It’s been ten years since alien life landed on Earth in the form of giant columns known as trees. They implanted around the globe causing widespread damage and devastation due to their sheer size, and then nothing happened. Life continued, although in a more fragmented and lawless form, and no-one has discovered very much at all about the trees, except that they occasionally vent a noxious substance hazardous to all who come in contact with it. All forms of large weapons deactivate in their presence, so no bombing or biological warfare is possible.

This doesn’t mean the trees aren’t being studied. Different nations have taken different approaches, and the trees have come to acquire different meanings in different lands, from the physical threat to the spiritual monument. Having introduced the premise, Warren Ellis takes a TV dramatist’s approach to matters, introducing a large global cast and languid pacing, casually rotating the content around four locations until we know the pertinent people and their attitudes. In common with much of the better science fiction, Ellis is using the backdrop of humanity under threat to comment on what we are, and the way the world is today, and it’s in a considered fashion. He’s always shown an interest in the science part of SF, and that manifests again, but here it’s the people who’re important. There are moments of thrilling suspense, but until the final episode this introduction is very much a matter of coming to know the cast who’ll pull the series forward. “Of all the people who might survive the world to come, perhaps you should be one of them”, Eligia is told. Of all the cast she’s the most proactive, having a sense of destiny and intending to shape her own circumstances, the most traditional graphic novel protagonist in fact, when Ellis has been deliberately avoiding the easy path. Humanity’s greatest test is coping with change, or coping with the threat of change, and Ellis provides that threat with the trees, but prods change in other respects also.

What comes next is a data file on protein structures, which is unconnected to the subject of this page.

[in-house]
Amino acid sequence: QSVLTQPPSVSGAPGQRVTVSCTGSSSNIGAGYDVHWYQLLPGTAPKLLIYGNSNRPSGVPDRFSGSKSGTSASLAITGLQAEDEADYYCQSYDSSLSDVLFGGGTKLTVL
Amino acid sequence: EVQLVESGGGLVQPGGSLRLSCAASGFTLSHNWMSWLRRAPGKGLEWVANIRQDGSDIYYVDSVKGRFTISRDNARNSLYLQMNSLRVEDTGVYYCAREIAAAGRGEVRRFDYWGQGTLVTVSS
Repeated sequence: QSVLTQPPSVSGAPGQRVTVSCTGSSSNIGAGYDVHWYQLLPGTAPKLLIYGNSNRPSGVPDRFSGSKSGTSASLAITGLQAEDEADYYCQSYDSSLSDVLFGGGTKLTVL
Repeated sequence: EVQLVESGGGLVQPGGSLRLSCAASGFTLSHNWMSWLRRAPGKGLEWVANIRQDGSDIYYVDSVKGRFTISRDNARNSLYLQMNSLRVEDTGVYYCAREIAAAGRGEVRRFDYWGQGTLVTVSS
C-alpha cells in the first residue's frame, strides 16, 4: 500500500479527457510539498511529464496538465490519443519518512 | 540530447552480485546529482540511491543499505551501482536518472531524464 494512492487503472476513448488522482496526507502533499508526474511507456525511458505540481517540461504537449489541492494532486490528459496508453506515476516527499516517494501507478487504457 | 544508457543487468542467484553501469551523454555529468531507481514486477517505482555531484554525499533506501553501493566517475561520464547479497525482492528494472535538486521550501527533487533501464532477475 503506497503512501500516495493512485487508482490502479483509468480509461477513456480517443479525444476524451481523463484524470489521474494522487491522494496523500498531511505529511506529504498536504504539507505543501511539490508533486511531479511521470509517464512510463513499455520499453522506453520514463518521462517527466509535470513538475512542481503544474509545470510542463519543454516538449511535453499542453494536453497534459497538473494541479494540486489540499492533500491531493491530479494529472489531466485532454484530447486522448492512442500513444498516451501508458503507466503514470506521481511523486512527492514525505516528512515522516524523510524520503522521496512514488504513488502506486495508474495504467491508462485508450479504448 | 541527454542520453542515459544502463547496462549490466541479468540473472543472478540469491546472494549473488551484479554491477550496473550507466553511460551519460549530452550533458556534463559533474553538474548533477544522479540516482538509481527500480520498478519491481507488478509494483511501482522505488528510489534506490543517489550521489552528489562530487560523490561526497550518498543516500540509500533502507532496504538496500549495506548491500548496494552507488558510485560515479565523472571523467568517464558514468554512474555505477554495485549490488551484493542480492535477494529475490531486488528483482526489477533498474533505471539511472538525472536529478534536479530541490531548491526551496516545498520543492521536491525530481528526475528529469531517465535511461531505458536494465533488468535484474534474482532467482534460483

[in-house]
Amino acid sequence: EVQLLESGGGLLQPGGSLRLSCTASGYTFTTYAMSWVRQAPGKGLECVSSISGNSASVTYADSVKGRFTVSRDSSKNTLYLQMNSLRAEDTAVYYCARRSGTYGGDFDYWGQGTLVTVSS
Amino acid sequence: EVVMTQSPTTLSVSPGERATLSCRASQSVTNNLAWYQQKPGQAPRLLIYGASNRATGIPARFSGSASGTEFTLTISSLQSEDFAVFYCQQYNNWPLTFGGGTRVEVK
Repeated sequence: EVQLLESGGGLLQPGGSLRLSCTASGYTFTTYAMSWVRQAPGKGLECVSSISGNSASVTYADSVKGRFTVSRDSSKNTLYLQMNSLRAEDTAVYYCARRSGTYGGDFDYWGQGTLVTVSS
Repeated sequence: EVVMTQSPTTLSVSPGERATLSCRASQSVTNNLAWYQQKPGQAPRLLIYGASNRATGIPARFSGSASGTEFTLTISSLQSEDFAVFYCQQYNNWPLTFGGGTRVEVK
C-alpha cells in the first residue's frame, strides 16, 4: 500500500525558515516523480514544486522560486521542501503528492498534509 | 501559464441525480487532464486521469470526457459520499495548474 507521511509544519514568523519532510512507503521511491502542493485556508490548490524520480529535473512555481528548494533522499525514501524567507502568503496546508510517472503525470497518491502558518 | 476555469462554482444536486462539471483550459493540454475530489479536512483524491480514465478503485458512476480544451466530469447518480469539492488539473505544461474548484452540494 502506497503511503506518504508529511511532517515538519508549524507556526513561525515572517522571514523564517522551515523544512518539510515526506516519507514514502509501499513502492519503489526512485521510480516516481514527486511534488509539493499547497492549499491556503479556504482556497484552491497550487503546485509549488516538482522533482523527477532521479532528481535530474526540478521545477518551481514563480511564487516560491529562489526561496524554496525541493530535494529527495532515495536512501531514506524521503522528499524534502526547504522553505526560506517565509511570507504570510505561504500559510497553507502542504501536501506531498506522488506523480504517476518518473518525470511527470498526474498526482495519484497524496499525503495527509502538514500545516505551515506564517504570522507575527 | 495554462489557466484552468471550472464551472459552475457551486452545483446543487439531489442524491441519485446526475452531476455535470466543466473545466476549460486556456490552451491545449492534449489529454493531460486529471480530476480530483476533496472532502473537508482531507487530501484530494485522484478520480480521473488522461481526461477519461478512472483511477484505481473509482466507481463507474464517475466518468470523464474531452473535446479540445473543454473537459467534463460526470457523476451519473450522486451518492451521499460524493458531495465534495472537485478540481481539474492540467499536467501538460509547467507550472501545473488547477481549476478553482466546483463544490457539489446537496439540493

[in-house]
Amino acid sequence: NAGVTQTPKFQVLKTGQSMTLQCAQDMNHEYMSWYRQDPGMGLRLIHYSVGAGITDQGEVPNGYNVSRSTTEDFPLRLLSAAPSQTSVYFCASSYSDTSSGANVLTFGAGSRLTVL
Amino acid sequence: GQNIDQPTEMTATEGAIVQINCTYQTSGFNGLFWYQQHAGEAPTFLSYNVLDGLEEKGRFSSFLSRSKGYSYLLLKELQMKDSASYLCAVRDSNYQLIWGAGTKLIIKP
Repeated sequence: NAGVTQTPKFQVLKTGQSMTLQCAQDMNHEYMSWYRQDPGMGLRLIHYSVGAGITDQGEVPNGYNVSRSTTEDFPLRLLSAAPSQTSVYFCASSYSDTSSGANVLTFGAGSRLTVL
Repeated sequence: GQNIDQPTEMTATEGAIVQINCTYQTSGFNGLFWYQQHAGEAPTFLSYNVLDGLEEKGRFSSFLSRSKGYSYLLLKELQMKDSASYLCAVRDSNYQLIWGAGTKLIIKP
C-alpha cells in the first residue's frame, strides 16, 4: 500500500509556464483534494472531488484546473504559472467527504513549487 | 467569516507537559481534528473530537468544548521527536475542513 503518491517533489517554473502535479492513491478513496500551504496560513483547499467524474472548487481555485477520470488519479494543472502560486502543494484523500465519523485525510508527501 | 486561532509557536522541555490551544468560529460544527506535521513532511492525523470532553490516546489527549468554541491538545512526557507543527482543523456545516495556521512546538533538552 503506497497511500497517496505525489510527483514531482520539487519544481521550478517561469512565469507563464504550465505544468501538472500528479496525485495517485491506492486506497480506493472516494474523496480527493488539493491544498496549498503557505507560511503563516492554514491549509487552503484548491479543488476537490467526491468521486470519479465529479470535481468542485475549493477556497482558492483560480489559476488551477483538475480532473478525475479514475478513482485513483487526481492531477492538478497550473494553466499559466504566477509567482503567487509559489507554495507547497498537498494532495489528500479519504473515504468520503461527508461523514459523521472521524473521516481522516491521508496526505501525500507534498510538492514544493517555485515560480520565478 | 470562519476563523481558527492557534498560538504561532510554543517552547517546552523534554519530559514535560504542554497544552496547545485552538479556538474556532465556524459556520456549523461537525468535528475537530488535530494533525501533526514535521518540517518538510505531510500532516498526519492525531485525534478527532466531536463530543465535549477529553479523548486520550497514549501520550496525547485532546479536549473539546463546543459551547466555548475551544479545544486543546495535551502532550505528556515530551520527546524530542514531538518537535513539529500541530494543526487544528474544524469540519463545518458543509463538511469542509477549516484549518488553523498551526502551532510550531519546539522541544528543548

Jason Howard’s sketchy art conveys character and location brilliantly. It has a very European feel about it, a mood enhanced by his simple colouring, and for someone presumably using reference only, is utterly convincing in supplying a realistic feel to different areas of Earth. If that weren’t more than good enough, Howard occasionally slips in a surprise, such as Chinese artist Tian Chenglei closing his eyes and experiencing impressionistic surroundings. Although they’re the background, Howard consistently supplies great illustrations of the trees. The sheer scale of them requires they be seen from distance and surrounded by life, and the sweat Howard poured into these pages should be appreciated.

When introduced, a transgender character cones across as gratuitous pandering to identity politics, but Ellis is in playful mood, and gender issues play a part in two of the four locations used. It’s also hinted that this has a role in the bigger picture, but at this early stage it may prove a red herring in a world where giant phallic towers are commonplace. It doesn’t matter. Volume one is thoughtful, captivating and looks outward rather than inward. It’s a great, meaty read and volume two awaits.